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Count your blessings; they can be snatched away in an instant. It is a sentiment Milla Edge knows too well. With an astonishing blend of savvy, instinct, and passion, Milla displays an uncanny gift for finding lost children. When all seems helpless, desperate souls from across the country come to her for hope and results. Driven by an obsessive desire to fill the void in other people's lives, Milla throws herself into every case--all the while trying to outrun the brutal emotions stemming from a horrific tragedy in her past.
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Milla had fallen asleep while the baby was nursing. David Boone stood over his wife and child and watched them, aware of the silly grin on his face, of the fullness in his chest. His wife. His child.
God, his world.
The old fascination, the obsession, with medicine remained, but it was tempered now by something equally as fascinating. He'd never suspected that the process of pregnancy and childbirth, of the rapid development of the infant, could be so engrossing. He'd chosen the field of surgery because of the sheer challenge of it; obstetrics, in comparison, had seemed kind of like watching grass grow. Well, sometimes things went wrong and the obstetrician had to be on top of things, but for the most part babies grew and were born, and that was that.
He'd thought that until it came to his own child. Clinically, he'd known every detail of fetal growth, but he hadn't been prepared for the sheer emotion of watching Milla round out, of feeling the small kicks and flutters of the baby grow into stronger, more demanding ones. And if the sheer emotionalism had blindsided him, how had Milla felt? Sometimes, even during the physical misery of the last month of pregnancy, he'd caught an expression on her face, a rapt, absorbed look as she unconsciously stroked her belly, that told him she was lost in a world inhabited only by herself and the baby.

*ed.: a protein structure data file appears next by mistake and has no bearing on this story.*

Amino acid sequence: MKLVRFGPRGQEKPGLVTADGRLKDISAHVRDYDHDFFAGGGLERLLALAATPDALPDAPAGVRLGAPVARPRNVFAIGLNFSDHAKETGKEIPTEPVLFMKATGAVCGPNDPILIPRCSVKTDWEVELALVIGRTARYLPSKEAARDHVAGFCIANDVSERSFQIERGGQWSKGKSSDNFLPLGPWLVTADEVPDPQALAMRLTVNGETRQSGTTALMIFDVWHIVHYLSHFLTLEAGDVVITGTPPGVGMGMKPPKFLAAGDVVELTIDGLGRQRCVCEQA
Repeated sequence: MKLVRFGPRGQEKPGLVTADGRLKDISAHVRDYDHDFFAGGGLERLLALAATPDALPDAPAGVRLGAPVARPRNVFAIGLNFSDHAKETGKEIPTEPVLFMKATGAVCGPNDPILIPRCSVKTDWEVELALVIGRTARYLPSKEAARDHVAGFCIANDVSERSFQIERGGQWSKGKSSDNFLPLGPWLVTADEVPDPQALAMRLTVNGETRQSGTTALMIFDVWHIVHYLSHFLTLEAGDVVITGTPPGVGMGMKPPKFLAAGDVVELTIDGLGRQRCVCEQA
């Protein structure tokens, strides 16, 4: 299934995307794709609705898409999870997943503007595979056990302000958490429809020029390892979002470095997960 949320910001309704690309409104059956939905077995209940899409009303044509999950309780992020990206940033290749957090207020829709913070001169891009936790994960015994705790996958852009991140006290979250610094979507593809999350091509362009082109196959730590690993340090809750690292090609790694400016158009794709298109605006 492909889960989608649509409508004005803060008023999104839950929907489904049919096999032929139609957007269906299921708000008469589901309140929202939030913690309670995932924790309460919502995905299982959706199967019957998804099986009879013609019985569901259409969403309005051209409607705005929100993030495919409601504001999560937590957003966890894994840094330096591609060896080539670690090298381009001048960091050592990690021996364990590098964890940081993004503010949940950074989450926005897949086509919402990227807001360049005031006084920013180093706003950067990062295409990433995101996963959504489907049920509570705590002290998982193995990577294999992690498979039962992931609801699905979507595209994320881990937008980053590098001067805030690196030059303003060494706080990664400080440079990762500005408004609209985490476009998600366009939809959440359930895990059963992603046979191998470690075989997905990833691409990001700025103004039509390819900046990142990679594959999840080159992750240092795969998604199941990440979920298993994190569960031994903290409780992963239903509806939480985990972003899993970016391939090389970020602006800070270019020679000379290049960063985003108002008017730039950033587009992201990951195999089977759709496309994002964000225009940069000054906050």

And then Justin had arrived, squalling and healthy, and David had felt light-headed with relief and euphoria. In the six weeks since, each day seemed to bring some small change as the infant grew; the dark fuzz on his head had become blond, his eyes were more blue and alert. He was noticing things, recognizing voices, waving his arms and legs in a jerky, uncoordinated rhythm as his little muscles grew in strength. He loved his bath. He had an angry cry, a hungry cry, an uncomfortable cry, and a cranky cry. Milla had been able to tell the difference within days.
The changes in his wife were fascinating, too. Milla had always had a way of holding herself apart from the world, as if she were more an observer than a participant. She'd been a challenge from the moment he'd first seen her, but he had stubbornly courted her until she couldn't help but notice him as a person rather than a moving part of the scenery. He could remember perfectly the exact moment when he'd won: they had been at a New Year's Eve party and in the middle of all the laughter and drinking and general silliness, Milla had looked at him and blinked, a faintly startled expression crossing her face as if he had suddenly come into focus. That was it; no hot kiss, no heartfelt exchanges in the night, just a sudden clarity in her gaze as she finally, truly saw him. Then she smiled and took his hand, and with that simple touch they were linked.
Okay, it was also amazing that he'd surfaced from his studies and work long enough to notice her at one of the deadly dull staff parties his professor parents often hosted, but once he had, he couldn't get her face out of his mind. She wasn't beautiful; maybe she barely qualified as pretty. But there was something about her, in the strong, clean lines of her face and the way she walked, an almost gliding stride that made him think maybe her feet didn't quite touch the ground, that had kept consciousness of her nagging at him like a persistent mosquito.
Learning about her had fascinated him. He liked knowing that her favorite color was green, that she didn't want pepperoni on her pizza, that she enjoyed action movies and, thank God, yawned at the idea of chick flicks, which was surprising because she was so essentially feminine. As she explained it, she...
Cry No MoreBy: Linda Howard